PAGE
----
“We are not in any way trying to mislead the city or our families or the federal government,” said district spokesman Jonathan Palumbo, in a recent interview. “We have a lot of work to do. ... This is something that we are aware of, that we have been deliberately working through, and that we will continue to address with our partners in schools, with our teachers, and with our families.”
The findings reflect a growing problem across the country as many districts are increasingly under pressure to increase their graduation rates. The US Department of Education has uncovered widespread violations with the classification of transfer students in audits of graduation rates in such states as Alabama, California, and Utah.
For students, this isn’t just an accounting problem. Specialized school staff are supposed to visit the homes of students who don’t show up after classes resume in the fall or who start regularly missing school, in an attempt to win them back.
“Sometimes students just need help understanding the steps it will take to graduate,” said Manny Allen, who typically manages a caseload of 600 to 800 students each year as the director of BPS’s reengagement center.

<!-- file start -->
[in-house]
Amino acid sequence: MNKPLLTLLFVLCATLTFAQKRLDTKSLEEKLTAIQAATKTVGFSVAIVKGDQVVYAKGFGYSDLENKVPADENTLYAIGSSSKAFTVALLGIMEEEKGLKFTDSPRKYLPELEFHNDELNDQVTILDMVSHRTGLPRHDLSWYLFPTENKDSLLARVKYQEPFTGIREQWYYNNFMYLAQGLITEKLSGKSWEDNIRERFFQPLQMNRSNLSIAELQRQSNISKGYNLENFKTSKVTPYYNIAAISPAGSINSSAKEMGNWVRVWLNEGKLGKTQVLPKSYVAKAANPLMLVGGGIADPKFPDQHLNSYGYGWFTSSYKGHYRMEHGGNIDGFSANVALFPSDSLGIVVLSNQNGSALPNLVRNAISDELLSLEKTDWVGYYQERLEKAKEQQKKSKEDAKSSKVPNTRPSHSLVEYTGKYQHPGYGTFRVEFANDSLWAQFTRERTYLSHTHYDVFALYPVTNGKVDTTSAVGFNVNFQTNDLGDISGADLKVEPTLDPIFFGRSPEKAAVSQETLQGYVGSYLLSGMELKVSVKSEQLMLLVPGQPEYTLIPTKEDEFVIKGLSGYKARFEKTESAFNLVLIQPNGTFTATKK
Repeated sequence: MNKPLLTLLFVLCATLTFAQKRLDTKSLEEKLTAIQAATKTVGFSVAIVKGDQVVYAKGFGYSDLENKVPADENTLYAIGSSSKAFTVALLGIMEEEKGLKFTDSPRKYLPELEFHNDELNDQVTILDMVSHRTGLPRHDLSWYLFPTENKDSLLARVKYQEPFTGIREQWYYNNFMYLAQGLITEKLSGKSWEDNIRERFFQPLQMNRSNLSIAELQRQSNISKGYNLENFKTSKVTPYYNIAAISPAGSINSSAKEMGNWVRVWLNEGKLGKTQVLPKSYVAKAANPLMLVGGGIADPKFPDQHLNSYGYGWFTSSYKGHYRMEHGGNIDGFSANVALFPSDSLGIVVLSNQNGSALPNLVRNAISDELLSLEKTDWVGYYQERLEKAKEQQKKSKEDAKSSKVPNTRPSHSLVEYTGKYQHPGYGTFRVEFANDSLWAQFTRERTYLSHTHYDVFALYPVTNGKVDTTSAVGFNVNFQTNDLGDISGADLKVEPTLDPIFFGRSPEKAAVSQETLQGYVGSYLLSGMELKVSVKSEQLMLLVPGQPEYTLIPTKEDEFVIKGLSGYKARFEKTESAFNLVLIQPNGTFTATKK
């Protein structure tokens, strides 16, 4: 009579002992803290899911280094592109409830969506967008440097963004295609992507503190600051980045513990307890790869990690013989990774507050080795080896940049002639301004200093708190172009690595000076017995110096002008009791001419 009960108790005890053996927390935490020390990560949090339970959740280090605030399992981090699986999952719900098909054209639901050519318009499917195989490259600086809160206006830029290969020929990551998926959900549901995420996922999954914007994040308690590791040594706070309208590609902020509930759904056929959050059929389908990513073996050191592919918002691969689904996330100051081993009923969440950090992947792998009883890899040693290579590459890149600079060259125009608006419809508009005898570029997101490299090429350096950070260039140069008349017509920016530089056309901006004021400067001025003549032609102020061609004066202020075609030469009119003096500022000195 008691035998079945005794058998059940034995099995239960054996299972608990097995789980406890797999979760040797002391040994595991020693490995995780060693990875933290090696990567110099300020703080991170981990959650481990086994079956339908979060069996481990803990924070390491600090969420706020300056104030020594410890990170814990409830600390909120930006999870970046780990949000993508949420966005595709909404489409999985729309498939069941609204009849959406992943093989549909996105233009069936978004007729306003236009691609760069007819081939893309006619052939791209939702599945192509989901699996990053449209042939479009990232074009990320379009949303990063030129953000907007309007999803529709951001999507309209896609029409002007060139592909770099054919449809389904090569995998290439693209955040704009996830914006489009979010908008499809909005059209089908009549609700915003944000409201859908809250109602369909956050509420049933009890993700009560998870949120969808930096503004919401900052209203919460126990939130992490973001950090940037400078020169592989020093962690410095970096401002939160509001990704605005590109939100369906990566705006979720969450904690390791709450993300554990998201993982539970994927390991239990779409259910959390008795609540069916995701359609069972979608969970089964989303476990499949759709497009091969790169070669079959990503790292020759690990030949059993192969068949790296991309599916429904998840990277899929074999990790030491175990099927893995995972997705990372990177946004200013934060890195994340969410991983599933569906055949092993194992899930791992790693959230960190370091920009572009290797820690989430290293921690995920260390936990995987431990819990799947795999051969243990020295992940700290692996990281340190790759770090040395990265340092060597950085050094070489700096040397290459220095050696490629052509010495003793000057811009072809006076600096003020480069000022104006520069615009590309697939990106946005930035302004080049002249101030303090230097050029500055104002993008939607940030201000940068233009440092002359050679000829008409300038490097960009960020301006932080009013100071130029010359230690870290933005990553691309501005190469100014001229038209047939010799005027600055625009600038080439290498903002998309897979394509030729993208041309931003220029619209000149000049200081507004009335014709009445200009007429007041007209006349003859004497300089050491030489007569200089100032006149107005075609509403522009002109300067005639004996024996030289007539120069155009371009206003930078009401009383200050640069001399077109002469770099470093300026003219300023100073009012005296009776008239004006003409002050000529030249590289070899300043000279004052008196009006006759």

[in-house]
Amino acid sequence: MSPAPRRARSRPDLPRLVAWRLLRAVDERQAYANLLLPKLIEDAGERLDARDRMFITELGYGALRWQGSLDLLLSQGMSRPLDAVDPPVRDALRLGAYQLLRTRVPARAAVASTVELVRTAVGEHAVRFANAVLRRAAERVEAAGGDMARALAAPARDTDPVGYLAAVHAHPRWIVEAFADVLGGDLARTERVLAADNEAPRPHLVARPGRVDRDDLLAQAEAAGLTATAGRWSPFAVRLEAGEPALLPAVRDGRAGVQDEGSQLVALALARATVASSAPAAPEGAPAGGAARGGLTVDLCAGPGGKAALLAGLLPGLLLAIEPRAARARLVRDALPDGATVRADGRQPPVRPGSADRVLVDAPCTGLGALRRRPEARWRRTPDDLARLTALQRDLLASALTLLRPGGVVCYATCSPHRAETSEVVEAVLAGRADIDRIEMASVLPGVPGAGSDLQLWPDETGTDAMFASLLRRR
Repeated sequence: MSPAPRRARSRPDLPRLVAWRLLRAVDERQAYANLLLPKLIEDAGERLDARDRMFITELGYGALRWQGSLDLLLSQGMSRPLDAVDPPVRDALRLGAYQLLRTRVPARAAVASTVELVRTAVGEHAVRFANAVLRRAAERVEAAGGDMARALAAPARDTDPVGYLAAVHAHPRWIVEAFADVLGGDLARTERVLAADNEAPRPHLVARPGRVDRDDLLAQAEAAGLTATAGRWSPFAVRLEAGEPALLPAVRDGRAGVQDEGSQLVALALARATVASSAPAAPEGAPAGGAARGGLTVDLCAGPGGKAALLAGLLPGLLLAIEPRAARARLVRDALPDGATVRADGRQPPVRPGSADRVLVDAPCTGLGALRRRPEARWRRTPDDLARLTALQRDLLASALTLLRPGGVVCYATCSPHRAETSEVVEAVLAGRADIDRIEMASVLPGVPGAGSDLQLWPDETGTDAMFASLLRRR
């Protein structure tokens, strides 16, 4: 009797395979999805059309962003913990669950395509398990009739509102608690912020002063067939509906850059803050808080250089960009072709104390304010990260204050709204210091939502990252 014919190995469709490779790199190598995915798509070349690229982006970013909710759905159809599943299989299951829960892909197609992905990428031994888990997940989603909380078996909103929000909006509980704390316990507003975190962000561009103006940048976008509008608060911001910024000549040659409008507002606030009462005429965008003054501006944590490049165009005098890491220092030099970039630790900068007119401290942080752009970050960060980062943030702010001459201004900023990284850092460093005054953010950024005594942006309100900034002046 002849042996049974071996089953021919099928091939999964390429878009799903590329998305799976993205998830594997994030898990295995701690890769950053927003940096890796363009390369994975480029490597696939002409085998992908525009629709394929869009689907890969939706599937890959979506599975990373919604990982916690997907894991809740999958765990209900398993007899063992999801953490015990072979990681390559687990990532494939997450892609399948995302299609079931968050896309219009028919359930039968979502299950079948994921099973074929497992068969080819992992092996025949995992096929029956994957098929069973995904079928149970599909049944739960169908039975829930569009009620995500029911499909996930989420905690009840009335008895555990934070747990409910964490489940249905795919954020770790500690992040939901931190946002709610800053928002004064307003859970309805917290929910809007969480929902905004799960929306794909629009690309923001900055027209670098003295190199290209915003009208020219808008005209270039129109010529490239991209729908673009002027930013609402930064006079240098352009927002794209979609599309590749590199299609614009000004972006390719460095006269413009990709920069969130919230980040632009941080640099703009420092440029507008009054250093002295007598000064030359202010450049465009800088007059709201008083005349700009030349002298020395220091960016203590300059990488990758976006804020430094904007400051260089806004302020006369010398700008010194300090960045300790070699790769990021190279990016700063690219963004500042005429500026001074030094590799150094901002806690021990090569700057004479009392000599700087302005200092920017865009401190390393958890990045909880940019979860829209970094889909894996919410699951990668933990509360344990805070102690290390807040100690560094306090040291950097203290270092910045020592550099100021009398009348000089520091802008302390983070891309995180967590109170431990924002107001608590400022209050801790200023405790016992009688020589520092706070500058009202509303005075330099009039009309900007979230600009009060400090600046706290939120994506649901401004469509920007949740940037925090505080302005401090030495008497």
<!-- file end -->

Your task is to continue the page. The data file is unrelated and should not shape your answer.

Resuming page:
Allen also helps students find other schools within the district that better suit their needs. Students who aren’t listed as dropouts might not get this kind of attention.
In Boston, concerns about the validity of the city’s graduation rates have largely remained hidden as school leaders boasted an all-time high for students earning diplomas.
Last year, Superintendent Brenda Cassellius invited high school principals to gather outside English High School in Jamaica Plain for a surprise celebration. The class of 2020 had achieved “the highest four-year graduation rate for the district on record,” with 75.4 percent of students receiving their diplomas, up more than 10 percentage points from a decade ago.
Principals received a framed copy of a news story about the historic graduation rate.
While Cassellius was celebrating, auditors were digging into the documents for that very same graduating class, looking for proof that students who were said to have transferred to another school, left the country, or died, didn’t just quit school. KPMG, the independent auditor for Boston, dug into those rates in the city’s annual reviews of federal grant money spent by each city agency.
Graduation rates are key barometers state and federal governments use to judge school performance. In Massachusetts, low graduation rates can prompt state sanctions that can lead to the removal of principals and teachers.